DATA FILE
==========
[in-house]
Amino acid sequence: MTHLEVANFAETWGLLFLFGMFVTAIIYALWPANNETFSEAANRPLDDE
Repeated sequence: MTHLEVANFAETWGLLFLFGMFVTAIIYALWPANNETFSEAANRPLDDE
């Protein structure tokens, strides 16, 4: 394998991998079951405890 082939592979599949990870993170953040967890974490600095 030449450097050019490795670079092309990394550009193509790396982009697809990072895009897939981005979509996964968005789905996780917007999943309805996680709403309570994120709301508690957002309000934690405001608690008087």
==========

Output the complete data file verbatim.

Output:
[in-house]
Amino acid sequence: MTHLEVANFAETWGLLFLFGMFVTAIIYALWPANNETFSEAANRPLDDE
Repeated sequence: MTHLEVANFAETWGLLFLFGMFVTAIIYALWPANNETFSEAANRPLDDE
């Protein structure tokens, strides 16, 4: 394998991998079951405890 082939592979599949990870993170953040967890974490600095 030449450097050019490795670079092309990394550009193509790396982009697809990072895009897939981005979509996964968005789905996780917007999943309805996680709403309570994120709301508690957002309000934690405001608690008087």